Description Usage Arguments Details Value Author(s) References See Also Examples

This function performs an adapted one-sided selection strategy for multiclass imbalanced problems.

1 | ```
OSSClassif(form, dat, dist = "Euclidean", p = 2, Cl = "smaller", start = "CNN")
``` |

`form` |
A formula describing the prediction problem. |

`dat` |
A data frame containing the original imbalanced data set. |

`dist` |
A character string indicating which distance metric to use when determining the k nearest neighbors. See the details. Defaults to "Euclidean". |

`p` |
A number indicating the value of p if the "p-norm" distance is chosen. Only necessary to define if a "p-norm" is chosen in the |

`Cl` |
A character vector indicating which are the most important classes. Defaults to "smaller" which means that the smaller classes are automatically determined. In this case, all the smaller classes are those with a frequency below (nr.examples)/(nr.classes). With the selection of option "smaller" those classes are the ones considered important for the user. |

`start` |
A string which determines which strategy (CNN or Tomek links) should be performed first. The existing options are "CNN" and "Tomek". The first one, "CNN", which is the default, means that CNN strategy will be performed first and Tomek links are applied after. On the other hand, if |

`dist`

parameter:The parameter

`dist`

allows the user to define the distance metric to be used in the neighbors computation. Although the default is the Euclidean distance, other metrics are available. This allows the computation of distances in data sets with, for instance, both nominal and numeric features. The options available for the distance functions are as follows:- for data with only numeric features: "Manhattan", "Euclidean", "Canberra", "Chebyshev", "p-norm";

- for data with only nominal features: "Overlap";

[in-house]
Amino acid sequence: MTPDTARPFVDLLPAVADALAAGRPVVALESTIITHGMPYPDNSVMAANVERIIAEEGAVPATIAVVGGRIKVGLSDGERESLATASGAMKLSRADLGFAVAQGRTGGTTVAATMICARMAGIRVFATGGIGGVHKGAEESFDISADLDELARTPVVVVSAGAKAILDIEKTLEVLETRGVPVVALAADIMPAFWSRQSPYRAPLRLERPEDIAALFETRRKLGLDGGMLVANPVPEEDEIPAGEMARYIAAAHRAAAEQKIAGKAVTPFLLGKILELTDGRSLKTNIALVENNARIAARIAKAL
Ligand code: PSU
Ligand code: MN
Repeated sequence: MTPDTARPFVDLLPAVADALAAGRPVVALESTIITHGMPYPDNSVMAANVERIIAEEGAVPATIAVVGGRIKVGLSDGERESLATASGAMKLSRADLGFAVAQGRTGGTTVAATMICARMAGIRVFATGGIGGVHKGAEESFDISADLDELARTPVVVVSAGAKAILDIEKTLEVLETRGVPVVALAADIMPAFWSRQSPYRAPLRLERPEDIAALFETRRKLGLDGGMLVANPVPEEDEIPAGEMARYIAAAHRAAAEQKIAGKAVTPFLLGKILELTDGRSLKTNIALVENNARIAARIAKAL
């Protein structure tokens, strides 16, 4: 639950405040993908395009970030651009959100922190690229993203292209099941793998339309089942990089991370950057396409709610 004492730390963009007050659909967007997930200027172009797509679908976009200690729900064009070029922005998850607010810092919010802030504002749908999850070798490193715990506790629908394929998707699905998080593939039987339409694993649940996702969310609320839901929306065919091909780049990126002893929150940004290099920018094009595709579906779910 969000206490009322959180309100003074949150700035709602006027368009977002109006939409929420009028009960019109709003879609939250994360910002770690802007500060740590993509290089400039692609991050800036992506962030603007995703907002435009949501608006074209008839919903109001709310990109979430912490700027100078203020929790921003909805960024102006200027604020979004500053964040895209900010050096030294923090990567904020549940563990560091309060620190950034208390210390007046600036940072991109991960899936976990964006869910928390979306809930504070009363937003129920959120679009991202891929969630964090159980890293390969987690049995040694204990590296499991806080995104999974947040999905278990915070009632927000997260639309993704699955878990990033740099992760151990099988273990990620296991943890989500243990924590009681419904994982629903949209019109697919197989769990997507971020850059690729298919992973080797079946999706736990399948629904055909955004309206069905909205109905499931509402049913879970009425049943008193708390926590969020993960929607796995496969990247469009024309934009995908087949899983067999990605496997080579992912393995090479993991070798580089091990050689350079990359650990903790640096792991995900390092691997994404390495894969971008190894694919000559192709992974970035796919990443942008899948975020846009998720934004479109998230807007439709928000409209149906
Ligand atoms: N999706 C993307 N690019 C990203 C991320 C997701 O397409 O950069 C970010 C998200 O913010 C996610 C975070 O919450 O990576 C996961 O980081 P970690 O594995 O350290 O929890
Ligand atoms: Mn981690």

- for dealing with both nominal and numeric features: "HEOM", "HVDM".

When the "p-norm" is selected for the

`dist`

parameter, it is also necessary to define the value of parameter`p`

. The value of parameter`p`

sets which "p-norm" will be used. For instance, if`p`

is set to 1, the "1-norm" (or Manhattan distance) is used, and if`p`

is set to 2, the "2-norm" (or Euclidean distance) is applied. For more details regarding the distance functions implemented in UBL package please see the package vignettes.

The function returns a data frame with the new data set resulting from the application of the selected OSS strategy.

Paula Branco [email protected], Rita Ribeiro [email protected] and Luis Torgo [email protected]

Kubat, M. & Matwin, S. (1997). *Addressing the Curse of Imbalanced Training Sets: One-Sided Selection* Proc. of the 14th Int. Conf. on Machine Learning, Morgan Kaufmann, 179-186.

Batista, G. E.; Prati, R. C. & Monard, M. C. (2004). *A study of the behavior of several methods for balancing machine learning training data* ACM SIGKDD Explorations Newsletter, ACM, 6, 20-29

1 2 3 4 5 6 7 8 9 10 11 12 13 14 15 16 17 18 | ```
## Not run:
library(DMwR)
data(algae)
clean.algae <- algae[complete.cases(algae), ]
alg1 <- OSSClassif(season~., clean.algae, dist = "HVDM",
Cl = c("spring", "summer"))
alg2 <- OSSClassif(season~., clean.algae, dist = "HEOM",
Cl = c("spring", "summer"), start = "Tomek")
alg3 <- OSSClassif(season~., clean.algae, dist = "HVDM", start = "CNN")
alg4 <- OSSClassif(season~., clean.algae, dist = "HVDM", start = "Tomek")
alg5 <- OSSClassif(season~., clean.algae, dist = "HEOM", Cl = "winter")
summary(alg1$season)
summary(alg2$season)
summary(alg3$season)
summary(alg4$season)
summary(alg5$season)
## End(Not run)
``` |

```
Loading required package: MBA
Loading required package: gstat
Loading required package: automap
Loading required package: sp
Loading required package: randomForest
randomForest 4.6-12
Type rfNews() to see new features/changes/bug fixes.
Loading required package: lattice
Loading required package: grid
autumn spring summer winter
22 48 43 34
autumn spring summer winter
19 48 43 32
autumn spring summer winter
36 30 43 36
autumn spring summer winter
36 29 43 34
autumn spring summer winter
19 29 26 57
```

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